The Center for Manufacturing Excellence – an interdisciplinary program that brings together the Schools of Engineering, Accountancy, and Business Administration at the University of Mississippi is reportedly the only undergraduate program of its kind in the country. The program is off to a good start with 27 students enrolled and more are expected as the nearby Toyota plant opens. (August 25, 2010, Page 1)
The Oxford Lions have helped the needy obtain eye glasses for almost 70 years when the club was first chartered.
The club gives out about two $125 grants a month to adults and children who cannot afford to purchase glasses and, for whatever reason, are not eligible for Medicaid.
The club also takes donations of old eye glasses that are recycled and given to needy families. Old eye glasses can be dropped off at most Oxford eye clinics or the Bank of Commerce, 1610 W. Jackson Ave. Monetary donations for the eye program can be mailed to Oxford Lions, P.O. Box 1751, Oxford MS 38655 or given to any local Lions Club member. For more information, call Mulkey at 234-2220. (August 25, 2010, Page 1)
The Oxford School District has grown 5 percent since last year with a total enrollement of 3,589 students as of last Monday. Despite growing enrollment, the Oxford School District is focusing in on ways to keep more kids in school until graduation. To improve drop-out rates, the district is developing a new credit recovery program for students who have failed a course twice. By taking the class online class, it will students one last chance to pass the course. (August 24, 2010, Page 1)
Financial literacy is high on the list of areas the committee is looking at trying to promote. Al Hope, committee leader and human resource director for the city of Oxford wants to see more communication with residents on what services are available. (August 24, 2010, Page 1)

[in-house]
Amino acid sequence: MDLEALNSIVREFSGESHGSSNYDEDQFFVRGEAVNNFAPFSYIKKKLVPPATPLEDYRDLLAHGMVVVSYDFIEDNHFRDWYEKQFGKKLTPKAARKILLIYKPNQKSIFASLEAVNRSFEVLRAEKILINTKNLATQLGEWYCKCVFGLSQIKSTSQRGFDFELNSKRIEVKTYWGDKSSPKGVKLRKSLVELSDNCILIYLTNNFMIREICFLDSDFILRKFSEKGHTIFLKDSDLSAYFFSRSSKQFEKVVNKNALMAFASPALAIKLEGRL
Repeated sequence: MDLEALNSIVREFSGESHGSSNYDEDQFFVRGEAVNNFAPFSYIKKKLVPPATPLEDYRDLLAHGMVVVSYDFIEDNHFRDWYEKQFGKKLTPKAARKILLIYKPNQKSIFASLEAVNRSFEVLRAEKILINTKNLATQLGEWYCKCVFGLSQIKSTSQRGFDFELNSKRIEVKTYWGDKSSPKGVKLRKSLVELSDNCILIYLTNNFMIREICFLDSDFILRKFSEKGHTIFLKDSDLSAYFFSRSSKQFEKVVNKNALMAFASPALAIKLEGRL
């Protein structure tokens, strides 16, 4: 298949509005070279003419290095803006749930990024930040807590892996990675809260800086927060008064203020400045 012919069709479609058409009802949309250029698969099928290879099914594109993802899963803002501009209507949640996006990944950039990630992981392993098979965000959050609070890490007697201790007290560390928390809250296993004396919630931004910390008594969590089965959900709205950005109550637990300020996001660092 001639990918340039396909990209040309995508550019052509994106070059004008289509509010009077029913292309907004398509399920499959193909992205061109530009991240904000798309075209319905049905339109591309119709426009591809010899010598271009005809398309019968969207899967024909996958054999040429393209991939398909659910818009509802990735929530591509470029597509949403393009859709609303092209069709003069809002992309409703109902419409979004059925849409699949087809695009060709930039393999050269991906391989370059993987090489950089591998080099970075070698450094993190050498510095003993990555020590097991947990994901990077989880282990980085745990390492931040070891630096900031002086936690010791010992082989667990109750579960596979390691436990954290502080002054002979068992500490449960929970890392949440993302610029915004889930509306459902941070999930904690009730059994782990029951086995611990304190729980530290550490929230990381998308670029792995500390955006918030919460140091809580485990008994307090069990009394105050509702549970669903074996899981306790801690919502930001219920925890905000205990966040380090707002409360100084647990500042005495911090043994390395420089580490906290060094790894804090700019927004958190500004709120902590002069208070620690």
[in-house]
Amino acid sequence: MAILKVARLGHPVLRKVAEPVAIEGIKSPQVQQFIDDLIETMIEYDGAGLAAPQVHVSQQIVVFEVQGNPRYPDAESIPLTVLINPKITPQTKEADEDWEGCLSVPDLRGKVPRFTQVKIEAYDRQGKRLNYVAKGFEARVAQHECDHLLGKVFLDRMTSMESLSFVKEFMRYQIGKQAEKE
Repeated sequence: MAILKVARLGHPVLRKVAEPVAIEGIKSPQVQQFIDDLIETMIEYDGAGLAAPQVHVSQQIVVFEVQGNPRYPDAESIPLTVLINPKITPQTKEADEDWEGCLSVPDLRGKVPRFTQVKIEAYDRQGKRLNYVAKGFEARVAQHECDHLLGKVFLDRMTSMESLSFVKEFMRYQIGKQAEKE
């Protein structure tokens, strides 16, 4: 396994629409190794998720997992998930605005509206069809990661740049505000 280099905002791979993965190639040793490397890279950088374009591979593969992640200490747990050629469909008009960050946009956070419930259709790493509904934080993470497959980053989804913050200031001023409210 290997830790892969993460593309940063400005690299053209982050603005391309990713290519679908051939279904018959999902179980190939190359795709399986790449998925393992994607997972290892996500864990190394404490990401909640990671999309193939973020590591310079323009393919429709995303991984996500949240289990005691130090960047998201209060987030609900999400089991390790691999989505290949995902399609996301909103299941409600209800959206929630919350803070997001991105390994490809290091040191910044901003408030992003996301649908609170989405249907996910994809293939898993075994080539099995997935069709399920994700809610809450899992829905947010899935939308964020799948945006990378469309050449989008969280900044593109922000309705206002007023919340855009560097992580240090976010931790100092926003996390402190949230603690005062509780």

The Supreme Court is asking the public for its opinion on proposals intended to improve access of legal services for the financially needy. Proposals under review call for making 20 hours of annual pro bono service mandatory for Mississippi attorneys, raising to $500 the payments lawyers may make in lieu of doing pro bono work, and increasing fees paid by out of state lawyers to $500 per case.
The Supreme Court Rules Committee is asking the public to comment on the proposed change by filing a comment with the Clerk of the Supreme Court, Gartin Justice Building, P.O. Box 249, Jackson MS 39205-0249. Deadline for filing the comments is Oct. 1. (August 24, 2010, Page 1)
For one mother, her 8-year-old son’s safety was the first thought after he was left on the bus in a parking lot and then walked into school on his own.
Lafayette School District Mike Foster is unaware of a similar incident occurring at Lafayette schools in the past, but was aware of a similar incident in another district in the past. (August 23, 2010, Page 1A)
Retired Lt. Col. Sidney Johnson had the pleasure of performing one more duty Saturday morning as an officer in the U.S. Air Force.
Inside the sanctuary of the College Hill Presbyterian Church, Johnson swore in his grandson, Timothy Burnam, into the U.S. Marine Corps as a 2nd lieutenant. (August 23, 2010, Page 1A)
Former Lafayette County coroner Lonnie Weaver has qualified to run in November to regain the position he resigned from last year after pleading guilty to embezzling funds from the Mississippi Coroner-Medical Examiners Association. (August 23, 2010, Page 1A)
Local schools, Lafayette County, Oxford and Water Valley school districts are well above the state percentage of passing scores in most testing areas. But all three districts along with all other districts in the state continue to struggle with reading scores. Statewide results were released today. Oxford Superintendent said that “There is always room for improvement.” (August 20, 2010, Page 1A)
In what appears to be an attempt to gain back his ability to practice law, David Zachery “Zach” Scruggs, is asking a federal court judge to vacate his conviction in a judicial bribery scheme that sent several attorneys to prison, including his father, noted former trial attorney Richard “Dickie” Scruggs. (August 20, 2010, Page 2A)